A man had part of his ear bitten off during a fight in a Harrogate pub.
The incident left the victim needing reconstructive surgery after losing the tip of his ear.
It’s due only to the skill of the surgeons that the (victim) has not permanently lost that part of his earJudge Stephen Ashurst
The attack took place in the Alexandra pub in Harrogate town centre, where Benjamin Pitt, 22, took a “sizeable” chunk out of the victim’s ear as they grappled on the floor.
York Crown Court heard that the fight started after Pitt made advances towards an ex-partner who was having a drink with a group of friends, including the victim.
Pitt was harassing the woman and accusing of her lying, prompting a scuffle during which one of her friends threw Pitt to the floor and aimed several punches at him.
“The defendant threw one punch back and the two men fell to the floor,” said prosecuting barrister Michael Smith.
“The defendant bit down on the victim’s ear, biting off a part of the top of the ear.”
Some of the women in the party tried to break up the fight and Pitt was escorted off the premises. As he was ushered away, he lashed out and caught one of the women in the face with an elbow, causing a black eye.
The man who had been bitten on the ear was “bleeding profusely”, said Mr Smith.
He was taken to Harrogate District Hospital but had to be transferred to Leeds General Infirmary for reconstructive surgery.
Pitt, of Avenue Close, Harrogate, surrendered himself to police the following day. He was charged with assault occasioning actual bodily harm, as well as common assault against the female.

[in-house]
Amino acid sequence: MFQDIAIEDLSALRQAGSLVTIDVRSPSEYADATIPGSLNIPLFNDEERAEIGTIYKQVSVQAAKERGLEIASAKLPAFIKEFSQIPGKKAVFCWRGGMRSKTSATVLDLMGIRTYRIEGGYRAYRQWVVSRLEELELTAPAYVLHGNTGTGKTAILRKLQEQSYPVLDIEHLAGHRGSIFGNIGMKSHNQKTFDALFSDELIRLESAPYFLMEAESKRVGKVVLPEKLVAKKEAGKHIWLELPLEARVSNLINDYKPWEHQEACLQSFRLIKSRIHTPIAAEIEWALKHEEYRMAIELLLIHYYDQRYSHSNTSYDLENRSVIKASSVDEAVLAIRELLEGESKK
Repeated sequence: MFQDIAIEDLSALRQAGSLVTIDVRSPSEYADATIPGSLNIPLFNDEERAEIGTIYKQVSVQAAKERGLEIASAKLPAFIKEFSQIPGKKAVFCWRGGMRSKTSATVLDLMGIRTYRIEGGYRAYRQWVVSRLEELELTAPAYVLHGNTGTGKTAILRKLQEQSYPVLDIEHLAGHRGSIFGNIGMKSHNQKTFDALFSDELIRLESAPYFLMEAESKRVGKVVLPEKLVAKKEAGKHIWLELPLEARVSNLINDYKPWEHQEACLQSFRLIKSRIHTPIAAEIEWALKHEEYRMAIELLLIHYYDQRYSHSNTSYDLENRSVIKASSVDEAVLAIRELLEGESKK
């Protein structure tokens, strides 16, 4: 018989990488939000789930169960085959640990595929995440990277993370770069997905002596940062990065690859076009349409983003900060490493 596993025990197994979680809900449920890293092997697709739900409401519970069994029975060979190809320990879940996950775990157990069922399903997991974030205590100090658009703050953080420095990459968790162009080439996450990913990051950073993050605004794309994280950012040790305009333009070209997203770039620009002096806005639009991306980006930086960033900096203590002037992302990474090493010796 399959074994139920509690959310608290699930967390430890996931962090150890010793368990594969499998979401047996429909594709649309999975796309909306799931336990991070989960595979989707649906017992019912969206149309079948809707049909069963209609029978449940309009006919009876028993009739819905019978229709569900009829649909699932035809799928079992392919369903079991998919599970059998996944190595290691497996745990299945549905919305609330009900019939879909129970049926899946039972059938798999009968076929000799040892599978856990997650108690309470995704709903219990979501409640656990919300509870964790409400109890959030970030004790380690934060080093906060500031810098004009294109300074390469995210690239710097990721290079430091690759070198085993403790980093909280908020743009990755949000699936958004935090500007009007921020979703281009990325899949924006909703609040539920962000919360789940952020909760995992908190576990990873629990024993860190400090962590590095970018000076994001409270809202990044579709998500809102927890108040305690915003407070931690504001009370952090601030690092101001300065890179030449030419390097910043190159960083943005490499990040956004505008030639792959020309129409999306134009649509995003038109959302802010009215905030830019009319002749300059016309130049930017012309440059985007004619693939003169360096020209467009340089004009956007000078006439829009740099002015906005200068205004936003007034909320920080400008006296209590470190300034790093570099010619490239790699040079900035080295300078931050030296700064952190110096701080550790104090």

He appeared in court for sentence on Friday after pleading guilty to both offences.
Mr Smith said the shocking incident occurred at about 10pm on October 1 last year at the pub formerly known as the Rat and Parrot in Prospect Place.
He said Pitt had walked over to the group of friends who were sat minding their own business. One of the friends was a former girlfriend of Pitt whom he was alleged to have been violent towards her during their relationship.
The woman, who was on a date with one of the men in the party, had earlier been sent a text by Pitt telling her he knew where she was.
The court heard that Pitt, a father-of-two, had previous convictions for 32 offences including violence, public disorder and criminal damage.
Defence lawyer David Camige said that Pitt, a qualified joiner, had an alcohol problem at the time.
Judge Stephen Ashurst told Pitt: “It’s due only to the skill of the surgeons that the (victim) has not permanently lost that part of his ear.”
However, he deferred sentence for five months to give Pitt the chance to prove that he could stay out of trouble and keep off drink.
Mr Ashurt told him that if committed no further offences between now and the sentence date of October 22, he would consider a community punishment rather than an immediate jail sentence.